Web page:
Why You Can’t Have It All

Anne-Marie Slaughter wrote a wonderful essay in this month’s Atlantic Monthly entitled, “Why Women Still Can’t Have It All.” It’s directed toward women, but it’s really for everyone who cares about work-life balance in his or her own life and in society as a whole. Her basic premise is that “having it all,” while possible, is predicated on a series of half-truths:

  • It’s possible if you’re just committed enough
  • It’s possible if you marry the right person
  • It’s possible if you sequence it right

To change this, we need to:

  • Change the culture of face time
  • Revalue family values
  • Redefine the arc of a successful career
  • Rediscover the pursuit of happiness
  • Enlist men

Slaughter’s essay struck me on two levels. First, the lack of women in positions of structural power does not reflect an “insufficient commitment.” Slaughter writes:

To be sure, the women who do make it to the top are highly committed to their profession. On closer examination, however, it turns out that most of them have something else in common: they are genuine superwomen. Consider the number of women recently in the top ranks in Washington—Susan Rice, Elizabeth Sherwood-Randall, Michelle Gavin, Nancy-Ann Min DeParle—who are Rhodes Scholars. Samantha Power, another senior White House official, won a Pulitzer Prize at age 32. Or consider [Sheryl] Sandberg herself, who graduated with the prize given to Harvard’s top student of economics. These women cannot possibly be the standard against which even very talented professional women should measure themselves. Such a standard sets up most women for a sense of failure.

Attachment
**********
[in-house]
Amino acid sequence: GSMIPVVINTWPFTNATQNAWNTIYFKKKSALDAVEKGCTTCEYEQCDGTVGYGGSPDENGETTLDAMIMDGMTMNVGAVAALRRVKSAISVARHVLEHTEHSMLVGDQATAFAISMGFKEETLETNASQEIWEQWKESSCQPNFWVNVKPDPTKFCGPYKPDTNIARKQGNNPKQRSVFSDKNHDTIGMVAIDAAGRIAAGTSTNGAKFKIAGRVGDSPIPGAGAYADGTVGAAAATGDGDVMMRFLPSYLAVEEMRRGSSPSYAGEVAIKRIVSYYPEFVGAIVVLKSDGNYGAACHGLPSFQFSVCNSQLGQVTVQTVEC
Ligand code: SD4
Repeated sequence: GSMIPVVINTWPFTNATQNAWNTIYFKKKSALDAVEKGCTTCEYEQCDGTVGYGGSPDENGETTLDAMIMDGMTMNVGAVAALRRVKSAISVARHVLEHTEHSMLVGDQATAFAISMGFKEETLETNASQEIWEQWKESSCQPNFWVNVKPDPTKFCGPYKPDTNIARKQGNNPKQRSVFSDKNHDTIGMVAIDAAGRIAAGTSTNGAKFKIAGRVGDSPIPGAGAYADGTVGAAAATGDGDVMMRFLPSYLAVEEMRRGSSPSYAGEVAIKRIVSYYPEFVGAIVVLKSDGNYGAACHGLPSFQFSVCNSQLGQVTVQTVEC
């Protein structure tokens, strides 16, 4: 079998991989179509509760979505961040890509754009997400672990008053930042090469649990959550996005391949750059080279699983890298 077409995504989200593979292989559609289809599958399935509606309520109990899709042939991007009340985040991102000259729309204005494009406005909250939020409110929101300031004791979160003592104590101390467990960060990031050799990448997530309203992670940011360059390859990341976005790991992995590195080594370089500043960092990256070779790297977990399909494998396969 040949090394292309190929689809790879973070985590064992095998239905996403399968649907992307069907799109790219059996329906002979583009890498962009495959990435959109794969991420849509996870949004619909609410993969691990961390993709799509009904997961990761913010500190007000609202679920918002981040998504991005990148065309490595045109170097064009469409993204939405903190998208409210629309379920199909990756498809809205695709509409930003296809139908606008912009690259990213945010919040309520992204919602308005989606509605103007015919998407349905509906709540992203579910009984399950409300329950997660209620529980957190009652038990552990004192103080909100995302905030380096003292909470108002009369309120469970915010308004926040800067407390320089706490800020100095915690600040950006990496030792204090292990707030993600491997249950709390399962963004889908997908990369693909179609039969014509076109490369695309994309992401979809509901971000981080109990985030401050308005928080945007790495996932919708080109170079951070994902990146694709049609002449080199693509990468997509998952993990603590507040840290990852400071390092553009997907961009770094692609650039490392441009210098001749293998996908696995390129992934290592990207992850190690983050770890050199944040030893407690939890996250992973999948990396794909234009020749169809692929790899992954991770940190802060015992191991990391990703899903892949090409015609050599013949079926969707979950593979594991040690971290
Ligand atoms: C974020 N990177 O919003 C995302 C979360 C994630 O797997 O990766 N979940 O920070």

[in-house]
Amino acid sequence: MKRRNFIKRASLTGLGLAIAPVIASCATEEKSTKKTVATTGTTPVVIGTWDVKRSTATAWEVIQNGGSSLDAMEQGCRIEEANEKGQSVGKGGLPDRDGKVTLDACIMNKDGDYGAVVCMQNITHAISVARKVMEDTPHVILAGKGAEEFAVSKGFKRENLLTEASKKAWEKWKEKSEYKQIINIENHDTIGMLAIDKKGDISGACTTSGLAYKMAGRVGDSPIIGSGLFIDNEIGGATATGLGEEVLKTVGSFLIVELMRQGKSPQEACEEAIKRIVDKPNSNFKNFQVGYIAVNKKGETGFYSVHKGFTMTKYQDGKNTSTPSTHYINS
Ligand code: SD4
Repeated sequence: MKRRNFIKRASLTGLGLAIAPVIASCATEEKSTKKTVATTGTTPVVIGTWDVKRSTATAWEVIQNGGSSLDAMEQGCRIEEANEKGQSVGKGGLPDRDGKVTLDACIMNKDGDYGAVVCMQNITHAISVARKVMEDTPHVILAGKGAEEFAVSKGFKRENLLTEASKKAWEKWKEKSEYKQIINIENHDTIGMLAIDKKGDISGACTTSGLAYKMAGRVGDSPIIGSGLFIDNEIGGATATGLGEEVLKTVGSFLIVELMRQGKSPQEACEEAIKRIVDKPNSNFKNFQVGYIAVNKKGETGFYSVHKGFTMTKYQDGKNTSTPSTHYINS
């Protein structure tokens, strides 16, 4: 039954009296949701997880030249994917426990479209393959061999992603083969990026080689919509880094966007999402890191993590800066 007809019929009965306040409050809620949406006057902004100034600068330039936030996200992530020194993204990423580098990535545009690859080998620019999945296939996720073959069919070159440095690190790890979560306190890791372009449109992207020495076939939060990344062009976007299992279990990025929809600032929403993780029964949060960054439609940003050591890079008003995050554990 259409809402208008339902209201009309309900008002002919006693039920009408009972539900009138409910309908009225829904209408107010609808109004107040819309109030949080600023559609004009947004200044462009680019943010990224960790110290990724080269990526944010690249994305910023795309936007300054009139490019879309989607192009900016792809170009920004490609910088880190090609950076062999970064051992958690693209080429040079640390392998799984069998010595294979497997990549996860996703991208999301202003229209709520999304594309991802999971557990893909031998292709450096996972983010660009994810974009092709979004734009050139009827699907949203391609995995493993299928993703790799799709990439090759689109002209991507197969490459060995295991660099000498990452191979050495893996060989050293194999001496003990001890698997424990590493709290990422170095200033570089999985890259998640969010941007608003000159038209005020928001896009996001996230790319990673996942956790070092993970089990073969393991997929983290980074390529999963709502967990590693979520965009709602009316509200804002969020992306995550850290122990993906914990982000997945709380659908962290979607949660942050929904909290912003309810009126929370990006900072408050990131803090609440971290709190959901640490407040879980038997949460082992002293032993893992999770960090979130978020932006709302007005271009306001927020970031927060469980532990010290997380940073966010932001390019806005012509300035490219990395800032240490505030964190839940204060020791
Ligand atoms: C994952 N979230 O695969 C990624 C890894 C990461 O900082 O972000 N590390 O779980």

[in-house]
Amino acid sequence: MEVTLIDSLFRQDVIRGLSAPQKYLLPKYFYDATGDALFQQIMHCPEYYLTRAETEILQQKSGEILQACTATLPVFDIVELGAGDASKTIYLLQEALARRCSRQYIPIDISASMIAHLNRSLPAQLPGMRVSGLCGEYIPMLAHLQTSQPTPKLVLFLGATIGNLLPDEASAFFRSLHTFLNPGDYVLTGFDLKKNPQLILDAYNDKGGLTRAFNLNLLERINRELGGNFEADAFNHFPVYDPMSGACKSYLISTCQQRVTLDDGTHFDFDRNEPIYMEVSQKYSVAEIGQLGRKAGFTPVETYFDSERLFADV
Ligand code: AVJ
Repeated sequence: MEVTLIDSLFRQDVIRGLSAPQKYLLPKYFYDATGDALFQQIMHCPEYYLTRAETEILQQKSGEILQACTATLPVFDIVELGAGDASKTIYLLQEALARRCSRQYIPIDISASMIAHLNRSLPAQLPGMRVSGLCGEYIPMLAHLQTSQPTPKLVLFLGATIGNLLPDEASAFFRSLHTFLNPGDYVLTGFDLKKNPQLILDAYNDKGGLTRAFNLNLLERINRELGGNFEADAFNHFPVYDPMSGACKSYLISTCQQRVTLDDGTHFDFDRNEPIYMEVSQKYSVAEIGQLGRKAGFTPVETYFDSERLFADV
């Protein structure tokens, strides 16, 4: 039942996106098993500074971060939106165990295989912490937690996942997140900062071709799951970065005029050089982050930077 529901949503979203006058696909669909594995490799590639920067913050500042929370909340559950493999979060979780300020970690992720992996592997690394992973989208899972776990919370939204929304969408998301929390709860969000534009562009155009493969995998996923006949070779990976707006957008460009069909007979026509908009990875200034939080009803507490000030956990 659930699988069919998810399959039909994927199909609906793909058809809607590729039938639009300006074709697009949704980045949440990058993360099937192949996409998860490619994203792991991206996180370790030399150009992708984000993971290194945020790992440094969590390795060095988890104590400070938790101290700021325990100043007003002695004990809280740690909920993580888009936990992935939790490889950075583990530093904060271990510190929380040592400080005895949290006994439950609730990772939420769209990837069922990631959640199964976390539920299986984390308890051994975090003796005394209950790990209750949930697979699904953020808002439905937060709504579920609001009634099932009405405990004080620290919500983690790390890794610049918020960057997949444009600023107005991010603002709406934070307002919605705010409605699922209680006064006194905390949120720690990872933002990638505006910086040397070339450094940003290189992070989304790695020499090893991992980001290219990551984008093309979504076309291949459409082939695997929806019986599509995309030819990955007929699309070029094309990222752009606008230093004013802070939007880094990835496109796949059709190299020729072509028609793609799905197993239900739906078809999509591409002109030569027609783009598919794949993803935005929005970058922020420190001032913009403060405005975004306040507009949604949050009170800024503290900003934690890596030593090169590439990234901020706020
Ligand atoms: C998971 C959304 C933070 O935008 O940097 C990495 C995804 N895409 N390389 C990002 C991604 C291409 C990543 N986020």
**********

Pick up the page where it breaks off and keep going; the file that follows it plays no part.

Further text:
While these “superwomen” are trailblazers, we cannot view the existence of these kinds of women as a measuring stick for a more equitable society. I recently had a Facebook exchange with Tara Hunt about some of the systemic challenges that women in technology face. I referenced Janice Madden’s study of African-American coaches in the NFL and wrote:

I think the problem is that if you’re a woman in tech, you have to stand out in order to make it. We’ll know that real progress has been made when there are just as many crappy female programmers or entrepreneurs as there are male.

Second, we have to reevaluate how we define success for ourselves and for society as a whole. If success is solely about rising to the top of our professions, then the vast majority of us our failures. When did balance, happiness, and family fall out of that equation? And if they haven’t, if we all truly value those things, what kind of structural shifts do we need to make to support them?